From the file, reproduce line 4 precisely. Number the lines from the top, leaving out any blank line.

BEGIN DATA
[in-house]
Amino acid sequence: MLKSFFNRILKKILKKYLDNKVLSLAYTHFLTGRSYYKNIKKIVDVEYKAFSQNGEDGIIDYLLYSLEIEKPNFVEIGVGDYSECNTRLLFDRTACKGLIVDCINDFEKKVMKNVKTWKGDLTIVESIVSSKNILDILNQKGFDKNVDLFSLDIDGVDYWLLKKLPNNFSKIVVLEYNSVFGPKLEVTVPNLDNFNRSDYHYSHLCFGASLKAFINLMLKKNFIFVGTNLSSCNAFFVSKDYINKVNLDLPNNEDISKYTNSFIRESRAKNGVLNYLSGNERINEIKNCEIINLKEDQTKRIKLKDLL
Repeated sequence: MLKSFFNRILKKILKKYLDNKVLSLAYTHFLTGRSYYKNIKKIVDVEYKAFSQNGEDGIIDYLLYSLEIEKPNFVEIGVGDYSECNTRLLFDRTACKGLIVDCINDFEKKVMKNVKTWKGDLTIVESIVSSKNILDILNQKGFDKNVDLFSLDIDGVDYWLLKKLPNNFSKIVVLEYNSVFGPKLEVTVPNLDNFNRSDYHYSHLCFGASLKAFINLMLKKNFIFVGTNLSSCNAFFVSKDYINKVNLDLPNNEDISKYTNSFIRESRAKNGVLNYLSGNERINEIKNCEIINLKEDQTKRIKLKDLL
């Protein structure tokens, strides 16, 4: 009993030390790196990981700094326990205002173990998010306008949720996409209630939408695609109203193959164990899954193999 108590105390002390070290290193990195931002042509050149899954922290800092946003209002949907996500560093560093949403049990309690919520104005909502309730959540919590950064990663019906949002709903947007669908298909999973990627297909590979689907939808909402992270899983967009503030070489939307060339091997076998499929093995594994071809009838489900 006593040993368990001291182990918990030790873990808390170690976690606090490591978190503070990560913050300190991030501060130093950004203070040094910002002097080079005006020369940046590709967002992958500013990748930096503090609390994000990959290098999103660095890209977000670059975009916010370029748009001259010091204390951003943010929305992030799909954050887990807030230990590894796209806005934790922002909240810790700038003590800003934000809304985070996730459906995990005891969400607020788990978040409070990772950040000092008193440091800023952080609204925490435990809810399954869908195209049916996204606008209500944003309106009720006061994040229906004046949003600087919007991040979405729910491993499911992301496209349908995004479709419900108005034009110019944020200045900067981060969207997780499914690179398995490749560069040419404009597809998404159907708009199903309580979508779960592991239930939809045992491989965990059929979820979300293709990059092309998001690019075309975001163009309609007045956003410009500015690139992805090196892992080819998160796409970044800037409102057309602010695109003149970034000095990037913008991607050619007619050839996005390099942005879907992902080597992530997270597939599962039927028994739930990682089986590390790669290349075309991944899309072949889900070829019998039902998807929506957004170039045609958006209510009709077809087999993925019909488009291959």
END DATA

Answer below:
């Protein structure tokens, strides 16, 4: 009993030390790196990981700094326990205002173990998010306008949720996409209630939408695609109203193959164990899954193999 108590105390002390070290290193990195931002042509050149899954922290800092946003209002949907996500560093560093949403049990309690919520104005909502309730959540919590950064990663019906949002709903947007669908298909999973990627297909590979689907939808909402992270899983967009503030070489939307060339091997076998499929093995594994071809009838489900 006593040993368990001291182990918990030790873990808390170690976690606090490591978190503070990560913050300190991030501060130093950004203070040094910002002097080079005006020369940046590709967002992958500013990748930096503090609390994000990959290098999103660095890209977000670059975009916010370029748009001259010091204390951003943010929305992030799909954050887990807030230990590894796209806005934790922002909240810790700038003590800003934000809304985070996730459906995990005891969400607020788990978040409070990772950040000092008193440091800023952080609204925490435990809810399954869908195209049916996204606008209500944003309106009720006061994040229906004046949003600087919007991040979405729910491993499911992301496209349908995004479709419900108005034009110019944020200045900067981060969207997780499914690179398995490749560069040419404009597809998404159907708009199903309580979508779960592991239930939809045992491989965990059929979820979300293709990059092309998001690019075309975001163009309609007045956003410009500015690139992805090196892992080819998160796409970044800037409102057309602010695109003149970034000095990037913008991607050619007619050839996005390099942005879907992902080597992530997270597939599962039927028994739930990682089986590390790669290349075309991944899309072949889900070829019998039902998807929506957004170039045609958006209510009709077809087999993925019909488009291959």